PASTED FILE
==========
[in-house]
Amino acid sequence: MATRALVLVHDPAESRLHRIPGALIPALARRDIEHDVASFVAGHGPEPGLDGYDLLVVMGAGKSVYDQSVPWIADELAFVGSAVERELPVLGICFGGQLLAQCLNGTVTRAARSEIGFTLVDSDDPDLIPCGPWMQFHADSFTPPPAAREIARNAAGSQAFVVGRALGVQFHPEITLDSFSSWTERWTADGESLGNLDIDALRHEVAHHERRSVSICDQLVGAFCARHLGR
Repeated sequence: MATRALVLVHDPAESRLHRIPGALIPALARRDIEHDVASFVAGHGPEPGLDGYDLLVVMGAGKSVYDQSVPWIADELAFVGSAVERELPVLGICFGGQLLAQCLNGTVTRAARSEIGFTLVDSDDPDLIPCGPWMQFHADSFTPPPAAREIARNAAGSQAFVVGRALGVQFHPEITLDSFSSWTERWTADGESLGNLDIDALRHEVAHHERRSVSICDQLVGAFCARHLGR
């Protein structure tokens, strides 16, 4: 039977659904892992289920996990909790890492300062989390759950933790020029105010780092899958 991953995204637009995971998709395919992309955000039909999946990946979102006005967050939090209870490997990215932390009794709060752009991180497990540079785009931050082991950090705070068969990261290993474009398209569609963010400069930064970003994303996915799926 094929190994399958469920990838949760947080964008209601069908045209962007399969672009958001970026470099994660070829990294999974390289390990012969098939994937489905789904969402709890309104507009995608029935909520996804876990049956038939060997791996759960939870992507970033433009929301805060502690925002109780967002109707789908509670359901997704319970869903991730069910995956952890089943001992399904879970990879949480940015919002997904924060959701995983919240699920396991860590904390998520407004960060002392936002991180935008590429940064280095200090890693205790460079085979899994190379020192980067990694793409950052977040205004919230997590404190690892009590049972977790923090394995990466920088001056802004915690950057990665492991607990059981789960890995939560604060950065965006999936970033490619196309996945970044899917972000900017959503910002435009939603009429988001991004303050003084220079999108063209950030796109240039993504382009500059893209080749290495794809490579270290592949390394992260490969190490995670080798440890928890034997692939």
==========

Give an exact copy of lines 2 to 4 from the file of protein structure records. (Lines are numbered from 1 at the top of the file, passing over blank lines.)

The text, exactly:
Amino acid sequence: MATRALVLVHDPAESRLHRIPGALIPALARRDIEHDVASFVAGHGPEPGLDGYDLLVVMGAGKSVYDQSVPWIADELAFVGSAVERELPVLGICFGGQLLAQCLNGTVTRAARSEIGFTLVDSDDPDLIPCGPWMQFHADSFTPPPAAREIARNAAGSQAFVVGRALGVQFHPEITLDSFSSWTERWTADGESLGNLDIDALRHEVAHHERRSVSICDQLVGAFCARHLGR
Repeated sequence: MATRALVLVHDPAESRLHRIPGALIPALARRDIEHDVASFVAGHGPEPGLDGYDLLVVMGAGKSVYDQSVPWIADELAFVGSAVERELPVLGICFGGQLLAQCLNGTVTRAARSEIGFTLVDSDDPDLIPCGPWMQFHADSFTPPPAAREIARNAAGSQAFVVGRALGVQFHPEITLDSFSSWTERWTADGESLGNLDIDALRHEVAHHERRSVSICDQLVGAFCARHLGR
């Protein structure tokens, strides 16, 4: 039977659904892992289920996990909790890492300062989390759950933790020029105010780092899958 991953995204637009995971998709395919992309955000039909999946990946979102006005967050939090209870490997990215932390009794709060752009991180497990540079785009931050082991950090705070068969990261290993474009398209569609963010400069930064970003994303996915799926 094929190994399958469920990838949760947080964008209601069908045209962007399969672009958001970026470099994660070829990294999974390289390990012969098939994937489905789904969402709890309104507009995608029935909520996804876990049956038939060997791996759960939870992507970033433009929301805060502690925002109780967002109707789908509670359901997704319970869903991730069910995956952890089943001992399904879970990879949480940015919002997904924060959701995983919240699920396991860590904390998520407004960060002392936002991180935008590429940064280095200090890693205790460079085979899994190379020192980067990694793409950052977040205004919230997590404190690892009590049972977790923090394995990466920088001056802004915690950057990665492991607990059981789960890995939560604060950065965006999936970033490619196309996945970044899917972000900017959503910002435009939603009429988001991004303050003084220079999108063209950030796109240039993504382009500059893209080749290495794809490579270290592949390394992260490969190490995670080798440890928890034997692939």